Series 4: Editorial Review of Articles, 1960-1993, consists of drafts of articles considered for publication and other editorial material, for example, exhibit reviews, communications, notes and announcements, correspondence (with authors and reviewers; the latter included comments on the draft articles) and email printouts. The material is arranged alphabetically by name of author and is restricted. Judges wrote their recommendations with the understanding that their identities and their evaluations, would remain confidential. In order to maintain the confidentiality of all parties, this series and the confidential referee reviews have been restricted for thirty years from the most recent date of the correspondence. Exceptions will be made if written permission is obtained from SHOT's Editorial Board.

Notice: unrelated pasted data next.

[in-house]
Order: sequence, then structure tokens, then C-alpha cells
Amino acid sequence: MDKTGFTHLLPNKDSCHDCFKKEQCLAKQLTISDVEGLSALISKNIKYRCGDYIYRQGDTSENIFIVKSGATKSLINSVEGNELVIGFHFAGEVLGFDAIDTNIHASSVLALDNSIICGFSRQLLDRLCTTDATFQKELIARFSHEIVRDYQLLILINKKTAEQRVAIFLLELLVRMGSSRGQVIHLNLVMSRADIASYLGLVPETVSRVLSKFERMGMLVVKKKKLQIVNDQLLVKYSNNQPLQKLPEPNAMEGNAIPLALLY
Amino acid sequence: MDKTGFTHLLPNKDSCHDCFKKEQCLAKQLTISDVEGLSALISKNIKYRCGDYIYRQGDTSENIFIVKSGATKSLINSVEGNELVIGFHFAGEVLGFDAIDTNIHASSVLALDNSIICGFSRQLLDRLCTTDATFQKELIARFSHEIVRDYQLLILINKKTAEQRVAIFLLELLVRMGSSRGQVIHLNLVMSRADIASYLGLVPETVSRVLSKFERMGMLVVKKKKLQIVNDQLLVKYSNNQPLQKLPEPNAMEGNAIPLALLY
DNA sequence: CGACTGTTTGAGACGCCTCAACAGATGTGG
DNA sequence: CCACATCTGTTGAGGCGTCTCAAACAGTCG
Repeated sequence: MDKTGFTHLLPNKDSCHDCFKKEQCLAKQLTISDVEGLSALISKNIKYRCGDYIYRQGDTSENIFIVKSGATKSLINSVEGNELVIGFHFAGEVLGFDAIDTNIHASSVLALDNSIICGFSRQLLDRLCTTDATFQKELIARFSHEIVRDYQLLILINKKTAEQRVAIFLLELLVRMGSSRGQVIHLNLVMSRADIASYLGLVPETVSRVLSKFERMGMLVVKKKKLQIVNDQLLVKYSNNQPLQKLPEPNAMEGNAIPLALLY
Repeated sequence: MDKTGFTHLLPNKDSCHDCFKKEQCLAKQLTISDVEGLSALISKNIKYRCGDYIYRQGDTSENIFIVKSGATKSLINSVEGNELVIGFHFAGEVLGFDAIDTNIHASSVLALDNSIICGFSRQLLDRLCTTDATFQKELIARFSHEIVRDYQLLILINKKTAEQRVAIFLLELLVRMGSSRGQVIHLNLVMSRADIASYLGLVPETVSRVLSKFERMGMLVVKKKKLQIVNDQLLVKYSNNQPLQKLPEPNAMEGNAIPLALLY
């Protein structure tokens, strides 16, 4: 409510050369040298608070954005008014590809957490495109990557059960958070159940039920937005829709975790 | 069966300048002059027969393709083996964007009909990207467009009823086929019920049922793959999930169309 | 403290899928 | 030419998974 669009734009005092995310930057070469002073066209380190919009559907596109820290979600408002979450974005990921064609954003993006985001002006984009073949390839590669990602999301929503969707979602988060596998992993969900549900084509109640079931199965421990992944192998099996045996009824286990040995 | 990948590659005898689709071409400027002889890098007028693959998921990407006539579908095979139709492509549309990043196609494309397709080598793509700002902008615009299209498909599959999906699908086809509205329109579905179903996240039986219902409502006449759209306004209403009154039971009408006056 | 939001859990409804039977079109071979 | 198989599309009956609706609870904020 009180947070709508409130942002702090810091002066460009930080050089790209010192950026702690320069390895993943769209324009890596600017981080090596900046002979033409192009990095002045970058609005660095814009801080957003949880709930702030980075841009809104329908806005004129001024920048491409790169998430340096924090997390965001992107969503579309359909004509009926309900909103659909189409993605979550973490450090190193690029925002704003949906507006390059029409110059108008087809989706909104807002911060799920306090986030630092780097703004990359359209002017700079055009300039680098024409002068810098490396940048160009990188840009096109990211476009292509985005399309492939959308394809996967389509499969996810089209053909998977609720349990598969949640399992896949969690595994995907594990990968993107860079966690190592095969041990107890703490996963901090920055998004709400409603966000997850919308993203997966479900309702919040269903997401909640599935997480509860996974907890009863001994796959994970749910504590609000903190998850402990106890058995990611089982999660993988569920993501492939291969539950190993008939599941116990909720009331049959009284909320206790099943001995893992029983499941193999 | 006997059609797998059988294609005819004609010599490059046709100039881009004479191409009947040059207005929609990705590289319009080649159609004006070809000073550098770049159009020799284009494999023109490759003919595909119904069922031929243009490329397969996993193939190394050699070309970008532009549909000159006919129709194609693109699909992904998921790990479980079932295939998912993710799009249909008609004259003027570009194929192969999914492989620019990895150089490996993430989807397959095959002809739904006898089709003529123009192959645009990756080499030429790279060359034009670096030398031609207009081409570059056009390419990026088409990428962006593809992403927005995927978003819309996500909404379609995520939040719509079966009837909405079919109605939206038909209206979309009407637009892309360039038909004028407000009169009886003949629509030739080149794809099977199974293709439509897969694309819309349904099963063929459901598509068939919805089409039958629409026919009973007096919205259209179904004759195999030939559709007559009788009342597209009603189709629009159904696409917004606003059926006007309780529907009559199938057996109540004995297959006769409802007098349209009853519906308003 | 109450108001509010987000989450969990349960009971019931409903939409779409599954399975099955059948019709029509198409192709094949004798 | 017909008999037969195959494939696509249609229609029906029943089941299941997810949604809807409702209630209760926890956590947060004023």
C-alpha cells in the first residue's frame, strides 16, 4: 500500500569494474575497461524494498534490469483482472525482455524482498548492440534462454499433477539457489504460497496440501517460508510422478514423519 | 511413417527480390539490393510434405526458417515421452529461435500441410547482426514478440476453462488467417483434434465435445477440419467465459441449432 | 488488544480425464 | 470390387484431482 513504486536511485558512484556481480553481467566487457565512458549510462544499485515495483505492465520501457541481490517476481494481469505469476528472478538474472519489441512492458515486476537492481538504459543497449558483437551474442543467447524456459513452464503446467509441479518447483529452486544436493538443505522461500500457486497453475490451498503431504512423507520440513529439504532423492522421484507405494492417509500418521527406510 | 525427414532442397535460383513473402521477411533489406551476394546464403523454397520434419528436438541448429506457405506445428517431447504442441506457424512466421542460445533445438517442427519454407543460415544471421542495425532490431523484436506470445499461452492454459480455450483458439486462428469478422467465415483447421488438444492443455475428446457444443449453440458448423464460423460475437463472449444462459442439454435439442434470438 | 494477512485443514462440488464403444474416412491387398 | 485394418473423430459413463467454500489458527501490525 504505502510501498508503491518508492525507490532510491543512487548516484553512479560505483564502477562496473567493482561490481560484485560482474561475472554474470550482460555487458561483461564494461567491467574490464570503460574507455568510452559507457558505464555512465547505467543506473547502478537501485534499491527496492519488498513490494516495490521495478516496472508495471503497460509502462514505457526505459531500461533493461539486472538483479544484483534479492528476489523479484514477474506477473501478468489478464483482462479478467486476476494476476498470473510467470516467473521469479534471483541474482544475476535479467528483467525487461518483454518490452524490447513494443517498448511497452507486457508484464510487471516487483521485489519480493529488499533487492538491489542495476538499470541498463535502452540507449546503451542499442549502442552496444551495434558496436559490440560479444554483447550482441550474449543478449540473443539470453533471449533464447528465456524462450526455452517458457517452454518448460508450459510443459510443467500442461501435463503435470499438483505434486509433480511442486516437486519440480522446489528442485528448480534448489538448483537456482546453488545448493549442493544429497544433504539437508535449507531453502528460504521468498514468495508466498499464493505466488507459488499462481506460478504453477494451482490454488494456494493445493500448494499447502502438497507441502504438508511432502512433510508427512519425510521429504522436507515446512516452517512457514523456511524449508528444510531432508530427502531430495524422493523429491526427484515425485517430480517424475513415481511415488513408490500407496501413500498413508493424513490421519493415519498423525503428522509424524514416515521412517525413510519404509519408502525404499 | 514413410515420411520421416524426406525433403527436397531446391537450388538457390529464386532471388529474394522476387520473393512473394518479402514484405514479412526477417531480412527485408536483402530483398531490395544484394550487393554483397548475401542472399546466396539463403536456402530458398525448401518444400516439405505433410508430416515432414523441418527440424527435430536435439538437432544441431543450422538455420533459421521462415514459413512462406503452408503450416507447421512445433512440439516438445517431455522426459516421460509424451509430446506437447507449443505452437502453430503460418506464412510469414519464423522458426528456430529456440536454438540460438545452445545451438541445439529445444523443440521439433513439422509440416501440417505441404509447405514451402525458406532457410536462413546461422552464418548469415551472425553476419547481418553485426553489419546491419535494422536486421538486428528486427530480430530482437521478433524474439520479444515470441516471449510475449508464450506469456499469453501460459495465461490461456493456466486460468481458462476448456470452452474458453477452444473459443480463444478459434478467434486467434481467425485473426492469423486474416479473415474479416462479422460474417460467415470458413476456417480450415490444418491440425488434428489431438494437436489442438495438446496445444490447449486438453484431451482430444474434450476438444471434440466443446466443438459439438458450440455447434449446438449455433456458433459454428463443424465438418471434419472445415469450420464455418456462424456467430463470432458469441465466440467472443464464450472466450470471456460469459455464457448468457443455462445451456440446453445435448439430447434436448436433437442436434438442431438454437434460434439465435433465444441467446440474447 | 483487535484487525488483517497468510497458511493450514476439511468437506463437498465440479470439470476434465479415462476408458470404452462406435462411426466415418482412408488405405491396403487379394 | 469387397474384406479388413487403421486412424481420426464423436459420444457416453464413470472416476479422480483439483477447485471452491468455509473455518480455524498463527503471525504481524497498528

Series 5: Indexes (Cumulative) and Tables of Contents, 1965-1987 (Boxes 54-56), contains tables of contents of each quarterly edition of T&C, 1965-1981, together with cumulative indexes through 1987.

Series 6: Technology and Culture Printing and Costs, 1959-1994, consists of correspondence with printers of the T&C quarterly journal (primarily the University of Chicago Press), including instructions for printing and negotiation of costs. Also included are arrangements for reprints, cover designs and membership lists. Correspondence relating to campaigns to promote sales of T&C and annual reports of revenues and costs is arranged chronologically.

Series 7: Special Projects, 1962-1986, includes materials documenting miscellaneous projects related to T&C and its editing and publication, and is arranged chronologically.